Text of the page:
The Greensboro Coliseum Complex is located in a heavily trafficked part of the city, so there are plenty of restaurants nearby. The most popular eateries, however, are probably in the downtown area, two or three miles from the complex; two of the most popular destinations are Natty Greene's Pub & Brewing Co, which has plenty of craft beers on tap, and Dame's Chicken & Waffles, which is so popular it often has a long wait. There are also plenty of hotels you can stay at, if you plan to be in town overnight.
While Greensboro is not a huge city by any stretch, depending on what you are into the area does offer some interesting attractions. The most popular is probably the International Civil Rights Center and Museum, which commemorates the sit-ins that occurred here in Greensboro in the 1960s; these sit-ins were actually some of the most influential and significant protests of the entire Civil Rights movement. You can also visit the Greensboro Science Center, which includes an aquarium, zoo, and hands-on activities for the kids. Or, if you are a military history buff (or aspire to be one), you can visit Guilford Courthouse National Military Park, and learn more about General Nathaniel Greene's actions during the Revolutionary War; the museum here does an excellent job teaching visitors about some of the lesser known battles that actually had a huge impact on the outcome of the war.
While not many fans show up to Roller Derby matches at the Greensboro Coliseum Complex, the ones that do show up are really into it (you almost have to be, to even be aware of the sport). Not many of them wear team gear, but they do seem to enjoy the hits, and they are solidly behind the home team, with lots of intermittent cheers when things are going well for Greensboro.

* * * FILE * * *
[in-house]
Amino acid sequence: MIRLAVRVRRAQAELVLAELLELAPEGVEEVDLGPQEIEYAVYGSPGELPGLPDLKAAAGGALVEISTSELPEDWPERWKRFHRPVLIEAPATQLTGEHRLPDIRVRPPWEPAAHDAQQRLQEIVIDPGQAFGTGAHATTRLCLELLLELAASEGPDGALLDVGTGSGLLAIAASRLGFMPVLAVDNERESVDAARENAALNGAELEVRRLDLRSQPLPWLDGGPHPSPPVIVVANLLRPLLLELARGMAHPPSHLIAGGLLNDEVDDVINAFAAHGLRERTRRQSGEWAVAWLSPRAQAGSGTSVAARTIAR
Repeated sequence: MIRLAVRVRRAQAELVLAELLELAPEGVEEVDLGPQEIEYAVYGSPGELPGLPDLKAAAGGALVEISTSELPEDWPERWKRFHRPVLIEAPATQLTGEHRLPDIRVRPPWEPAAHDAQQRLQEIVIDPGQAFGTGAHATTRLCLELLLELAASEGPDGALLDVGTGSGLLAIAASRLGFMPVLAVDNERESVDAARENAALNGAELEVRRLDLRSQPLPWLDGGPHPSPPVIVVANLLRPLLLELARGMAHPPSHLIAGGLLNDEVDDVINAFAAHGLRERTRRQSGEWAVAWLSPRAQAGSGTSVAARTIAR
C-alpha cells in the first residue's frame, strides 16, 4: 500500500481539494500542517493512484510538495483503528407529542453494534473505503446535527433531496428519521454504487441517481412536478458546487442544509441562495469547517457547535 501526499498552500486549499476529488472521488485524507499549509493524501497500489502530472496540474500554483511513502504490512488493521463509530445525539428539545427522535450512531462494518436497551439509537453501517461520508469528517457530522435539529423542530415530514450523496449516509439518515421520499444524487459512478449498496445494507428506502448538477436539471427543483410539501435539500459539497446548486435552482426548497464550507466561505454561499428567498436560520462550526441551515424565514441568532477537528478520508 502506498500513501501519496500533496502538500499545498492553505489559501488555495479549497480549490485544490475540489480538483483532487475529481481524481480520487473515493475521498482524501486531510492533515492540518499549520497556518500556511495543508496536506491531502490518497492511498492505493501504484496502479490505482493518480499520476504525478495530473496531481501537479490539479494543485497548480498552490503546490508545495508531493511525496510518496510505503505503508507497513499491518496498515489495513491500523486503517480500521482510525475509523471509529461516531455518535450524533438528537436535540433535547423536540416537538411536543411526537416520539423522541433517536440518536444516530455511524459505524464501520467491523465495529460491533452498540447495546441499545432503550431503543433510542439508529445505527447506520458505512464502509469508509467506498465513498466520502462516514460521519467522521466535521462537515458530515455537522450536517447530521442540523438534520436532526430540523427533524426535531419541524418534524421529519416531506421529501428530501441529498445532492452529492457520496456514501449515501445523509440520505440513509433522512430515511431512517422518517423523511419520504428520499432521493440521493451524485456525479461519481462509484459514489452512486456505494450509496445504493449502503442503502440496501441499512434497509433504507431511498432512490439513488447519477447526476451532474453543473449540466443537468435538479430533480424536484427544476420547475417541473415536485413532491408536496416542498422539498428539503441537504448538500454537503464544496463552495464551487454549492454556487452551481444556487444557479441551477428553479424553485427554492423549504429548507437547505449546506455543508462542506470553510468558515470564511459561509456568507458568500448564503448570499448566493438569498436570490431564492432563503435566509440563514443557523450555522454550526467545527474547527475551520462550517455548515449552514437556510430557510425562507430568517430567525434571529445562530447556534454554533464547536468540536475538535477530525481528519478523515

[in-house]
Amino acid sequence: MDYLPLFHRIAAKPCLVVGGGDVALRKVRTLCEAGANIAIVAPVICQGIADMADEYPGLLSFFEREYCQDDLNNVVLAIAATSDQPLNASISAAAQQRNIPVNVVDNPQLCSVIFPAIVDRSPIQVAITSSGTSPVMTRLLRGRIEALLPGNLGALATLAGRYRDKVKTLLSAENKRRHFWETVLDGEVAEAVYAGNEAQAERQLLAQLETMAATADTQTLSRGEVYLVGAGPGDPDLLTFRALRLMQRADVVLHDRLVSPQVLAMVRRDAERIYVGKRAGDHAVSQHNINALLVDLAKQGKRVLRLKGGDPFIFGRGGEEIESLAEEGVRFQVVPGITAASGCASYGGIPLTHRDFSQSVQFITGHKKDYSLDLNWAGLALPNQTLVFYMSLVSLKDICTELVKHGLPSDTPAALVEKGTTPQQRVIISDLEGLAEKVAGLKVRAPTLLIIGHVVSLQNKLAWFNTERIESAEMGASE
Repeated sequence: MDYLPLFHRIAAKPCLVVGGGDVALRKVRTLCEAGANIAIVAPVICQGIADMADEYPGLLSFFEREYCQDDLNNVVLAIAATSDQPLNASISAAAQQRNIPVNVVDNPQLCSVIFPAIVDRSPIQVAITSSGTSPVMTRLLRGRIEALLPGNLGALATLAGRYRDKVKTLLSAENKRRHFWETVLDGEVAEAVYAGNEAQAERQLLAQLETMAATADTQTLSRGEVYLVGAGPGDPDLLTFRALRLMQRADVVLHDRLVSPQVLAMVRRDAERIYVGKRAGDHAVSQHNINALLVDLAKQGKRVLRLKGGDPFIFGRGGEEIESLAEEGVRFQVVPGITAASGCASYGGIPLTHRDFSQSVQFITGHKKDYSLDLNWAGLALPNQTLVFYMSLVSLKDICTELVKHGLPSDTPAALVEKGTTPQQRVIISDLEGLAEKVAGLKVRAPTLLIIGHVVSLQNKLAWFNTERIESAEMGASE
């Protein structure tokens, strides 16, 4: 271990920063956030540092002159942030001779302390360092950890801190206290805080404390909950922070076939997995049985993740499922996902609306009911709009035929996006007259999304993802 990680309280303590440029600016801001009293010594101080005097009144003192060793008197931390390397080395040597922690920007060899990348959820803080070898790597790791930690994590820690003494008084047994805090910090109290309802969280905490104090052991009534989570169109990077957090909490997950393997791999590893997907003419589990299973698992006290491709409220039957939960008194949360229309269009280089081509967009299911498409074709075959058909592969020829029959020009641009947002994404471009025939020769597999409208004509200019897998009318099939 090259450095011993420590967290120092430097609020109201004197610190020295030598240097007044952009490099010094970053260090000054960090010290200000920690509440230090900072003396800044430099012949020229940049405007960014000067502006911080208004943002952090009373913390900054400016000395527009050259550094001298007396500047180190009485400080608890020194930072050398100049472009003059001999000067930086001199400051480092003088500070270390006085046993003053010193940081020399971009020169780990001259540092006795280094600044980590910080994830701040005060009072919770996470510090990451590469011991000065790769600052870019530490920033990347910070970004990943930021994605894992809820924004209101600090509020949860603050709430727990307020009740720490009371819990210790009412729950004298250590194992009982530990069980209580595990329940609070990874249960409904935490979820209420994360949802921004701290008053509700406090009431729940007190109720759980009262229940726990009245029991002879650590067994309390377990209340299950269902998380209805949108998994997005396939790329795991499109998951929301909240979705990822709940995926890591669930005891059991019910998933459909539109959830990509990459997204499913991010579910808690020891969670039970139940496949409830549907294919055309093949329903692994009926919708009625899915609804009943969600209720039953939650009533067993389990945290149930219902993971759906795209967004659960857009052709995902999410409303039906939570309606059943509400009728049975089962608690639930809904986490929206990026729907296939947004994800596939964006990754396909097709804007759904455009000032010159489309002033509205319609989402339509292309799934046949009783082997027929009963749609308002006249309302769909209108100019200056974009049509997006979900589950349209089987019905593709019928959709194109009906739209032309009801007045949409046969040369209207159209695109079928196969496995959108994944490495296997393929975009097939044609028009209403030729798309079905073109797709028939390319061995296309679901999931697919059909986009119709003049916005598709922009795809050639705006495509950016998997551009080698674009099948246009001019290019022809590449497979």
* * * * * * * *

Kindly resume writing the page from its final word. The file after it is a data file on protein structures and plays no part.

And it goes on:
Many of the fans seem to be friends or relatives of the players, or otherwise involved in the sport.
You would be hard pressed to find a sports venue with easier access than the Greensboro Coliseum Complex during a Roller Derby game. There is a parking lot that surrounds both The Fieldhouse and the section of the complex where the exhibit halls are, so either way you can park literally only a couple hundred feet from the front door, and parking only costs $5. In addition, thanks to the small capacity and even smaller crowd, there is no line to get inside, nor at the concessions, and both locations have more than enough bathrooms to accommodate the crowd.
Tickets to Greensboro Roller Derby cost $10 for adults, $8 for students, military, and seniors, and $5 for kids. Quite frankly, The Fieldhouse is a much better location than one of the exhibit halls, since The Fieldhouse offers better amenities, including regular stadium seats with chairbacks, better lighting, and a better scoreboard (the exhibit hall has padded folding chairs or bleacher seating, and the scoreboard consists of a projection on the wall). That said, if you have the option, I would recommend seeing a game at The Fieldhouse instead.
There isn't much going on at Greensboro Roller Derby games except the action on the track - there aren't really any fan contests during breaks in the action, or any giveaways, except you do get a free program with your ticket purchase, and they do sell team gear at a table near the track.
If you have never attended a Roller Derby game before, I would encourage you to give it a try. Here at the Greensboro Coliseum Complex, it will be a pretty hassle-free (and low budget) experience, with no crowds to fight, cheap parking and concessions, but lots of hard-hitting action only a few feet in front of you.
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345 S Elm St
Greensboro, NC 27401
134 S Elm St
Greensboro, NC 27401
4301 Lawndale Drive
Greensboro, NC 27455